- 32nd century BC
3150 BC— According to the legend, Narmer( First Dynasty) started to rule in Ancient Egypt.
3125 BC— Narmerdied.
29 June 3123 BC— An asteroidapproach on collision course is documented by a Sumerian astronomer (collision happened near modern Koefels, Austria) [ [http://www.physorg.com/news126183668.html Cuneiform clay tablet translated for the first time ] ]
Varna Necropolis: what have been claimed to be the earliest-known worked gold artifacts are manufactured.
Malta: Construction of the Ħaġar Qimmegalithic temples, featuring both solar and lunar alignments. "Tarxien period" of megalithic temple construction reaches its apex.
Ancient Egypt: Earliest known Egyptian hieroglyphs, beginning of the Early Dynastic Period.
Crete: Rise of Minoan civilization.
Neolithicsettlement built at Skara Braein the Orkney Islands, Scotland. (pictured)
New Stone Agepeople in Irelandbuild the 250,000 ton (226,796.2 tonne) Newgrangesolar oriented passage tomb.
Inventions, discoveries, introductions
3114 BC— According to the most widely-accepted correlations between the Western calendar and the calendar systems of pre-Columbian Mesoamerica, the mythical starting point of the current Mesoamerican Long Count calendarcycle occurs in this year. [See Finley (2002), Houston (1989, pp.49–51), Miller and Taube (1993, pp.50–52), Schele and Freidel (1990, pp.430 "et seq."), Voss (2006, p.138), Wagner (2006, pp.281–283). Note that Houston 1989 mistakenly writes "3113 BC" (when "-3113" is meant), and Miller and Taube 1993's mention of "2 August" is a (presumed) erratum.] The Long Count calendar, used and refined most notably by the Maya civilizationbut also attested in some other (earlier) Mesoamerican cultures, consisted of a series of interlocked cycles or periods of day-counts, which mapped out a linear sequence of days from a notional starting point. The system originated sometime in the Mid- to Late Preclassic period of Mesoamerican chronology, during the latter half of the 1st millennium BC. [Miller and Taube (1993, p.50), Schele and Freidel (1990)] The starting point of the most commonly used highest-order cycle [Most commonly used in the Classic period Maya inscriptions; some other Maya calendarinscriptions of this period note even longer cycles, while later Postclassic-era inscriptions in Maya cities of northern Yucatán generally used an abbreviated form known as the Short Count. See Miller and Taube (1993, p.50); Voss (2006, p.138).] — the " b'ak'tun"-cycle consisting of thirteen b'ak'tuns of 144,000 days each — was projected back to an earlier, mythical date. This date is equivalent to 11 August 3114 BCin the proleptic Gregorian calendar(or 6 September in the proleptic Julian calendar), using the correlation known as the "Goodman-Martinéz-Thompson (GMT) correlation". The GMT-correlation is worked out with the Long Count starting date equivalent to the Julian Day Number(JDN) equal to 584283, and is accepted by most Mayanistscholars as providing the best fit with the ethnohistorical data.See survey by Finley (2002).] Two succeeding dates, the 12th and 13th of August (Gregorian) have also been supported, with the 13th (JDN = 584285, the "astronomical" or "Lounsbury" correlation) attracting significant support as according better with astronomical observational data. [ After a modified proposal championed by Floyd Lounsbury; sources that have used this 584285 correlation include Houston (1989, p.51), and in particular Schele and Freidel (1990, pp.430 "et seq."). See also commentary by Finley (2002), who although making an assessment that the " [584285 correlation] is now more popular with Mayanists", expresses a personal preference for the 584283 correlation.] Although it is still contended which of these three dates forms the actual starting base of the Long Count, the correlation to one of this triad of dates is definitively accepted by almost all contemporary Mayanists. All other earlier or later correlation proposals are now discounted.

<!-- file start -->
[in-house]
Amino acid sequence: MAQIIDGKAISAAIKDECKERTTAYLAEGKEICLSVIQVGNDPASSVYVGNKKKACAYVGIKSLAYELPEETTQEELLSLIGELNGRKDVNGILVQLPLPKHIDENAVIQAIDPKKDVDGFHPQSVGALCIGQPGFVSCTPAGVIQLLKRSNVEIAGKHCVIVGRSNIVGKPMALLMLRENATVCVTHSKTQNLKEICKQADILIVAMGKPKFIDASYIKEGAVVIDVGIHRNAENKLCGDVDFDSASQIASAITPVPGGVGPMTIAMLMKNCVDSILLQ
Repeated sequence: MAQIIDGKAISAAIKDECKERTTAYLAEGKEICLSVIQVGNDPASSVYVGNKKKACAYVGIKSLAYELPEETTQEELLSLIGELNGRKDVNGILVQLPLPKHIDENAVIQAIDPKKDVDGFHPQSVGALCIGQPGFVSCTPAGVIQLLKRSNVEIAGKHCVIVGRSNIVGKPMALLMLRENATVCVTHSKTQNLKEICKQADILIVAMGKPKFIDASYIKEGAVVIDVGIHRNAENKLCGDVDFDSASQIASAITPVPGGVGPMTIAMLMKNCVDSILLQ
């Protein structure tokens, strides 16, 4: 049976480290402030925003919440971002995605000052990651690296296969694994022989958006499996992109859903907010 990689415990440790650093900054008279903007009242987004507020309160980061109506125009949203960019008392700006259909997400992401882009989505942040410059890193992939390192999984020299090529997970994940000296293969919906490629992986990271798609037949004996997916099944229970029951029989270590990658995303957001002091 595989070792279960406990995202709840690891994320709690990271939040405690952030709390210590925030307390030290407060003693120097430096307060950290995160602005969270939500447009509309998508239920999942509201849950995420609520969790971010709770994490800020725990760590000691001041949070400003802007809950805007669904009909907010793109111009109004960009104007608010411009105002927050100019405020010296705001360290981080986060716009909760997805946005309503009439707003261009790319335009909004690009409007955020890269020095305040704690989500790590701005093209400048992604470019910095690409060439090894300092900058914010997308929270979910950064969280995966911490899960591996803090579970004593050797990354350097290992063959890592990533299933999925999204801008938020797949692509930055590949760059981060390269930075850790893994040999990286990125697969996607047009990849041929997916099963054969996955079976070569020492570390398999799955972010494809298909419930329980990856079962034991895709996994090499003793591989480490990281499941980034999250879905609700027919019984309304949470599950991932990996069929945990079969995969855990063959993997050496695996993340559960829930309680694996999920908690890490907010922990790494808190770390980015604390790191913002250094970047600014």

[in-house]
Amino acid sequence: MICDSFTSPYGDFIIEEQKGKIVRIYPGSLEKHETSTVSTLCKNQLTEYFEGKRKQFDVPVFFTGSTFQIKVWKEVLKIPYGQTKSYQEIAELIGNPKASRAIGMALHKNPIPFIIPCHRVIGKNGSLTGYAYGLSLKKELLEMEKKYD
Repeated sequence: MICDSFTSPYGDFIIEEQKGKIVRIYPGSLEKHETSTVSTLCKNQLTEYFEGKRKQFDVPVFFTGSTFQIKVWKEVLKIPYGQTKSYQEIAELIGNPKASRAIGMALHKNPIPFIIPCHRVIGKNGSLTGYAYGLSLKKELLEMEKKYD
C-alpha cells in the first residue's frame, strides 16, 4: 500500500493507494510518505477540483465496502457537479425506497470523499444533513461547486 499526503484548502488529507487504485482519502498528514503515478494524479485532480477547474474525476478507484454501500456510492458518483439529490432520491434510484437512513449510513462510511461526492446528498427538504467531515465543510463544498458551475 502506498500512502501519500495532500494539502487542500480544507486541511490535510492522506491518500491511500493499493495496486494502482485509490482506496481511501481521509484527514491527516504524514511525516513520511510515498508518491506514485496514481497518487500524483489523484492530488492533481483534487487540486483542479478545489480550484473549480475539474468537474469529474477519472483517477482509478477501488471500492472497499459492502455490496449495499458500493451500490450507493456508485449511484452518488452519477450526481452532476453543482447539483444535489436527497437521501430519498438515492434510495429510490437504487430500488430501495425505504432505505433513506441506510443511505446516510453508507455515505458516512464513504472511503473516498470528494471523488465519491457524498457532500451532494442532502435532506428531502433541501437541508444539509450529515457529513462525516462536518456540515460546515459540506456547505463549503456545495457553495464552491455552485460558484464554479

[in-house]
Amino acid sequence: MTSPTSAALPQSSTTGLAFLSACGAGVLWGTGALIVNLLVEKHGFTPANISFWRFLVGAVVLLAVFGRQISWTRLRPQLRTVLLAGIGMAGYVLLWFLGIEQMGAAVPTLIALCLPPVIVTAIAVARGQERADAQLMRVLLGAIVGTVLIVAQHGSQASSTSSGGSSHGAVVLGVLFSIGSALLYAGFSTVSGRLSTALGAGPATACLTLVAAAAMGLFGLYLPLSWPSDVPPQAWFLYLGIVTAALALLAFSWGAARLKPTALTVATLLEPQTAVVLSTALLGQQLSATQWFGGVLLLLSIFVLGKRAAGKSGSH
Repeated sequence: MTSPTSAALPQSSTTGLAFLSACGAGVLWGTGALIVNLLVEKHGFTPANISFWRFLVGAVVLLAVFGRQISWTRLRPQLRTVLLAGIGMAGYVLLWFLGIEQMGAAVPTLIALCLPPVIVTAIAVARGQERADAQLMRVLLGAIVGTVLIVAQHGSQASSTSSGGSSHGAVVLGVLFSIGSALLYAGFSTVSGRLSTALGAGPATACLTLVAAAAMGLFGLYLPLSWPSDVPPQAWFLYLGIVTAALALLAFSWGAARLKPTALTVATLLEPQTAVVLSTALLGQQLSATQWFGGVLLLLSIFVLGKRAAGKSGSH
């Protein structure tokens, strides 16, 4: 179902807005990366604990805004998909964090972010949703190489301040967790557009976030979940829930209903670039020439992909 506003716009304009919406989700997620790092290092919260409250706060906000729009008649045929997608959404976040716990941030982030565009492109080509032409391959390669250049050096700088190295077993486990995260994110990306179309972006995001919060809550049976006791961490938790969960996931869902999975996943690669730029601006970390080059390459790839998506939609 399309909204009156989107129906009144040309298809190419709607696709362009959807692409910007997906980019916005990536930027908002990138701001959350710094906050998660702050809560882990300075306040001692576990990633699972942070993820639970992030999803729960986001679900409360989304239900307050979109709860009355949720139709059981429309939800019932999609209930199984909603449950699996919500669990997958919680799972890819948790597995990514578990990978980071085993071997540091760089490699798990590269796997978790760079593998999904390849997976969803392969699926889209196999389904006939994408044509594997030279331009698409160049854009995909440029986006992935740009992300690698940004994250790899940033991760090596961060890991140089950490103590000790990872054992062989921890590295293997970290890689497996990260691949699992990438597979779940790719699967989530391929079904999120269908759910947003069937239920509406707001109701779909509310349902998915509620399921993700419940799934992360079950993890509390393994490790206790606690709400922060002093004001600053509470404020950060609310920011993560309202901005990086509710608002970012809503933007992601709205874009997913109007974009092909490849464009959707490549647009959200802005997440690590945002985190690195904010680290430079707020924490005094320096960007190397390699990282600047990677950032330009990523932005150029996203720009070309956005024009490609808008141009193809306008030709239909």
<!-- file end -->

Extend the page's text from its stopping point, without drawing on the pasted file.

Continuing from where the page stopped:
3102 BC— Year 0 of the Kali Yugabegins.
3100 BC— the earliest phase of Stonehengeconstruction begins.
Decades and years
: cite web |author=Finley, Michael |year=2002 |title=The Correlation Question |work=The Real Maya Prophecies: Astronomy in the Inscriptions and Codices |url=http://members.shaw.ca/mjfinley/corr.html |publisher=Maya Astronomy |accessdate=2007-06-04 : cite book |author=Miller, Mary |authorlink=Mary Miller |coauthors=and
Karl Taube|year=1993 |title=The Gods and Symbols of Ancient Mexico and the Maya |publisher=Thames and Hudson |location=London |isbn=0-500-05068-6 : cite book |author=Schele, Linda |authorlink=Linda Schele |coauthors= and David Freidel |year=1990 |title=A Forest of Kings: The Untold Story of the Ancient Maya |publisher=William Morrow |location=New York |isbn=0-688-07456-1 : cite book |author=Voss, Alexander |year=2006 |chapter=Astronomy and Mathematics |pages=pp.130–143 |editor= Nikolai Grube(Ed.) |others=Eva Eggebrecht and Matthias Seidel (assistant eds.) |title=Maya: Divine Kings of the Rain Forest |location=Cologne |publisher=Könemann Press |isbn=3-8331-1957-8 |oclc=71165439: cite book |author=Wagner, Elizabeth |year=2006 |chapter=Maya Creation Myths and Cosmography |pages=pp.280–293 |editor= Nikolai Grube(ed.) |others=Eva Eggebrecht and Matthias Seidel (Assistant Eds.) |title=Maya: Divine Kings of the Rain Forest |location=Cologne |publisher=Könemann Press |isbn=3-8331-1957-8 |oclc=71165439
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